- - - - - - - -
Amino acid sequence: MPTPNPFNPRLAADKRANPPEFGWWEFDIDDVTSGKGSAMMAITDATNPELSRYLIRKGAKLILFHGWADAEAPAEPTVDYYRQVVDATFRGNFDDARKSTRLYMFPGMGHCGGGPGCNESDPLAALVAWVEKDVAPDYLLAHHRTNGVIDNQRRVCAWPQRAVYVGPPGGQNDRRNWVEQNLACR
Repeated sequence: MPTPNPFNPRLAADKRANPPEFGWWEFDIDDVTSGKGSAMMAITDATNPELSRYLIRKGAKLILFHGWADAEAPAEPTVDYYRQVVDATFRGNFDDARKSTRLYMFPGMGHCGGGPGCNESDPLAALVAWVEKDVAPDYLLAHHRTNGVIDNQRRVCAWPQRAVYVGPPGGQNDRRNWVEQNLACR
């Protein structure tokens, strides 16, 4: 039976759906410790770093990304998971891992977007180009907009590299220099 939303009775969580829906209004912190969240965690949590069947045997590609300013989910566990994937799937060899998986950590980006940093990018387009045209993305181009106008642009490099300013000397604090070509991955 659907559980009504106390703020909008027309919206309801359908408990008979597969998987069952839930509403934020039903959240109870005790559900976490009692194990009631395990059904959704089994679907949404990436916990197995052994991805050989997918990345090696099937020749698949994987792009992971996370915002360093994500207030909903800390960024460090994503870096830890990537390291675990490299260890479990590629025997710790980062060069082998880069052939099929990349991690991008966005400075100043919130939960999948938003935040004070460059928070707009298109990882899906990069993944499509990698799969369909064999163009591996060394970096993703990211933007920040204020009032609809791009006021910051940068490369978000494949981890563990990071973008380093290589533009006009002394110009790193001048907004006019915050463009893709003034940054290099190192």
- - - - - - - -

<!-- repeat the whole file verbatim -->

Amino acid sequence: MPTPNPFNPRLAADKRANPPEFGWWEFDIDDVTSGKGSAMMAITDATNPELSRYLIRKGAKLILFHGWADAEAPAEPTVDYYRQVVDATFRGNFDDARKSTRLYMFPGMGHCGGGPGCNESDPLAALVAWVEKDVAPDYLLAHHRTNGVIDNQRRVCAWPQRAVYVGPPGGQNDRRNWVEQNLACR
Repeated sequence: MPTPNPFNPRLAADKRANPPEFGWWEFDIDDVTSGKGSAMMAITDATNPELSRYLIRKGAKLILFHGWADAEAPAEPTVDYYRQVVDATFRGNFDDARKSTRLYMFPGMGHCGGGPGCNESDPLAALVAWVEKDVAPDYLLAHHRTNGVIDNQRRVCAWPQRAVYVGPPGGQNDRRNWVEQNLACR
């Protein structure tokens, strides 16, 4: 039976759906410790770093990304998971891992977007180009907009590299220099 939303009775969580829906209004912190969240965690949590069947045997590609300013989910566990994937799937060899998986950590980006940093990018387009045209993305181009106008642009490099300013000397604090070509991955 659907559980009504106390703020909008027309919206309801359908408990008979597969998987069952839930509403934020039903959240109870005790559900976490009692194990009631395990059904959704089994679907949404990436916990197995052994991805050989997918990345090696099937020749698949994987792009992971996370915002360093994500207030909903800390960024460090994503870096830890990537390291675990490299260890479990590629025997710790980062060069082998880069052939099929990349991690991008966005400075100043919130939960999948938003935040004070460059928070707009298109990882899906990069993944499509990698799969369909064999163009591996060394970096993703990211933007920040204020009032609809791009006021910051940068490369978000494949981890563990990071973008380093290589533009006009002394110009790193001048907004006019915050463009893709003034940054290099190192």